A Pragmatic Analysis of Legal Proofs of Criminal Intent (Discourse Approaches to Politics, Society & Culture No. 25)
By: Sol Azuelos-Atias (author)Hardback
2 - 4 weeks availability
A Pragmatic Analysis of Legal Proofs of Criminal Intent is a detailed investigation of proofs of criminal intent in Israeli courtrooms. The book analyses linguistic, pragmatic, interpretative and argumentative strategies used by Israeli lawyers and judges in order to examine the defendant's intention. There can be no doubt that this subject is worthy of a thorough investigation. A person's intention is a psychological phenomenon and therefore, unless the defendant chooses to confess his intent, it cannot be proven directly - either by evidence or by witnesses' testimonies. The defendant's intention must be inferred usually from the overall circumstances of the case; verbal and situational contexts, cultural and ideological assumptions and implicatures should be taken into account. The linguistic analysis of these inferences presented here is necessarily comprehensive: it requires consideration of a variety of theoretical frameworks including speech act theory, discourse analysis, argumentation theory, polyphony theory and text linguistics.
1. Phonetic transcription; 2. Chapter I. The linguistic framework; 3. 1.1 The subject and aim of the work; 4. 1.2 A theoretical framework; 5. 1.3 The Israeli legal system; 6. 1.4 Legal argumentation; 7. 1.5 Pragmatic and discoursal characteristics of the Israeli legal criminal discourse; 8. Chapter II. Legal causation and criminal intent: Pragmatic and linguistic aspects; 9. 2.1 Introduction; 10. 2.2 Linguistic reconstruction of causation in legal discourse; 11. 2.3 Reconstructing the mental element of the offence: Proving criminal intent; 12. 2.4 Summary; 13. Chapter III. A socio-pragmatic portrayal of "the Israeli reasonable person"; 14. 3.1 Introduction; 15. 3.2 The degree of concreteness of the notion of "the reasonable person" in the legal "linguistic game"; 16. 3.3 The concept of a "Reasonable Person" - the approaches of the parliament and the judgment; 17. 3.4 "The reasonable person", de facto; 18. 3.5 "The Israeli reasonable person" and the value of conjugal fidelity; 19. 3.6 Summary; 20. Chapter IV. A rhetoric-pragmatic study of figures in the legal drama: The accused, the victim; 21. 4.1 Introduction; 22. 4.2 The "ultimate narrator" model strategy; 23. 4.3 The "audition" model strategy; 24. 4.4 Summary; 25. Conclusions; 26. References; 27. Appendix 1; 28. Appendix 2; 29. Appendix 3; 30. Appendix 4; 31. Index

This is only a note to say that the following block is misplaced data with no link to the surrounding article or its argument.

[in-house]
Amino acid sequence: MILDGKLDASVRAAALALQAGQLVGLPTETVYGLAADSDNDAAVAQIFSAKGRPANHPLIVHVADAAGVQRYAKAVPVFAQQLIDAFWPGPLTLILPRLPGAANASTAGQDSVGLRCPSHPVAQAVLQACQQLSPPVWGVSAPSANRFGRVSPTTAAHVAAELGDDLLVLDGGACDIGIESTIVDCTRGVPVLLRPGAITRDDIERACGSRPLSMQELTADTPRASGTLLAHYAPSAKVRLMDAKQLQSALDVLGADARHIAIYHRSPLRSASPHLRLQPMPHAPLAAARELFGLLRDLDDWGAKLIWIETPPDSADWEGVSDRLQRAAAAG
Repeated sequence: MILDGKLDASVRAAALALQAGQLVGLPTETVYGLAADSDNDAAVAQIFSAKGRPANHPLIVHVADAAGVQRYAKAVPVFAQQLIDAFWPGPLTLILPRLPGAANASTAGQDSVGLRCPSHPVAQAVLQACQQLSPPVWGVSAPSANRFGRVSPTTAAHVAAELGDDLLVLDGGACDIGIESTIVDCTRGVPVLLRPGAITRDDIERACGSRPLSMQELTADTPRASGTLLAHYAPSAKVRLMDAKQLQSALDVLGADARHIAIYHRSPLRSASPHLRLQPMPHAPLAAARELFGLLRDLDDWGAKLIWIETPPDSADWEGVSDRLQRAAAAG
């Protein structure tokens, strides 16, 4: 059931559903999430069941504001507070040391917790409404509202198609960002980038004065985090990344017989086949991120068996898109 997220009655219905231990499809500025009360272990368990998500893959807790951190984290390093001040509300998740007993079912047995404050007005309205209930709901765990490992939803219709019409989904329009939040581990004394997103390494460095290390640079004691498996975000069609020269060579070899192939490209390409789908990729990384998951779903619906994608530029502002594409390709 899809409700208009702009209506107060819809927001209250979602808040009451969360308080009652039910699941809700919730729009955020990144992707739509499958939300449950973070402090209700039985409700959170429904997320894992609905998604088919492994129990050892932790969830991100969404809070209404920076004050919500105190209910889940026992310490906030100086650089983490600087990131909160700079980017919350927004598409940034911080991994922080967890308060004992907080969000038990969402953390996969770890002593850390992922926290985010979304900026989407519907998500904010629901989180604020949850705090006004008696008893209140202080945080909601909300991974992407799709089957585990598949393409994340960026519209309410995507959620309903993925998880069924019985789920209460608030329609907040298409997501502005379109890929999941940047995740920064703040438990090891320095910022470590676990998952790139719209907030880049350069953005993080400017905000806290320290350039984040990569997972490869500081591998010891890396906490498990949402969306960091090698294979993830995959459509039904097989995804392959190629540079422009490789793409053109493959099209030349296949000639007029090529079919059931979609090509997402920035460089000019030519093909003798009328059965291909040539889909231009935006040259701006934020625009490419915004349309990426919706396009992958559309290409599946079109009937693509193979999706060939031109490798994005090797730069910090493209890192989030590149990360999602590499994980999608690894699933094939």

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- ID: 9789027227164
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